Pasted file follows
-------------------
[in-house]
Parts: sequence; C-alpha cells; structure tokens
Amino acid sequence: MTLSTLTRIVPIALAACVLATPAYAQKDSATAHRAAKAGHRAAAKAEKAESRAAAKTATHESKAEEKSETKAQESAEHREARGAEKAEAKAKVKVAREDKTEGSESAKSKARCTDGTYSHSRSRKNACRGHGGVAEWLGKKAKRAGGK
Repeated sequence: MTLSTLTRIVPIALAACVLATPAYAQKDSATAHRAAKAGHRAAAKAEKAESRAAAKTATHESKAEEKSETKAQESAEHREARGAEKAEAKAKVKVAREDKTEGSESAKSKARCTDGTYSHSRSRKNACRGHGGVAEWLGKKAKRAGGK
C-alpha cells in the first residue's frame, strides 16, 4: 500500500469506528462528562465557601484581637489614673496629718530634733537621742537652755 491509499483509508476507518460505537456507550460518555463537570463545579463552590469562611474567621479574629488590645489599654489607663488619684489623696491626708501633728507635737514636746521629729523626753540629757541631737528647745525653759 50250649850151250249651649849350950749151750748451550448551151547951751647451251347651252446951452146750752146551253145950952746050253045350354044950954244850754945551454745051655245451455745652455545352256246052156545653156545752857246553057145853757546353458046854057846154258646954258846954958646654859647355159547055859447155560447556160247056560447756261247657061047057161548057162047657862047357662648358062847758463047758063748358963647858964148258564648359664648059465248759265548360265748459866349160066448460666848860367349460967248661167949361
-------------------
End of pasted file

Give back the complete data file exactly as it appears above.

[in-house]
Parts: sequence; C-alpha cells; structure tokens
Amino acid sequence: MTLSTLTRIVPIALAACVLATPAYAQKDSATAHRAAKAGHRAAAKAEKAESRAAAKTATHESKAEEKSETKAQESAEHREARGAEKAEAKAKVKVAREDKTEGSESAKSKARCTDGTYSHSRSRKNACRGHGGVAEWLGKKAKRAGGK
Repeated sequence: MTLSTLTRIVPIALAACVLATPAYAQKDSATAHRAAKAGHRAAAKAEKAESRAAAKTATHESKAEEKSETKAQESAEHREARGAEKAEAKAKVKVAREDKTEGSESAKSKARCTDGTYSHSRSRKNACRGHGGVAEWLGKKAKRAGGK
C-alpha cells in the first residue's frame, strides 16, 4: 500500500469506528462528562465557601484581637489614673496629718530634733537621742537652755 491509499483509508476507518460505537456507550460518555463537570463545579463552590469562611474567621479574629488590645489599654489607663488619684489623696491626708501633728507635737514636746521629729523626753540629757541631737528647745525653759 50250649850151250249651649849350950749151750748451550448551151547951751647451251347651252446951452146750752146551253145950952746050253045350354044950954244850754945551454745051655245451455745652455545352256246052156545653156545752857246553057145853757546353458046854057846154258646954258846954958646654859647355159547055859447155560447556160247056560447756261247657061047057161548057162047657862047357662648358062847758463047758063748358963647858964148258564648359664648059465248759265548360265748459866349160066448460666848860367349460967248661167949361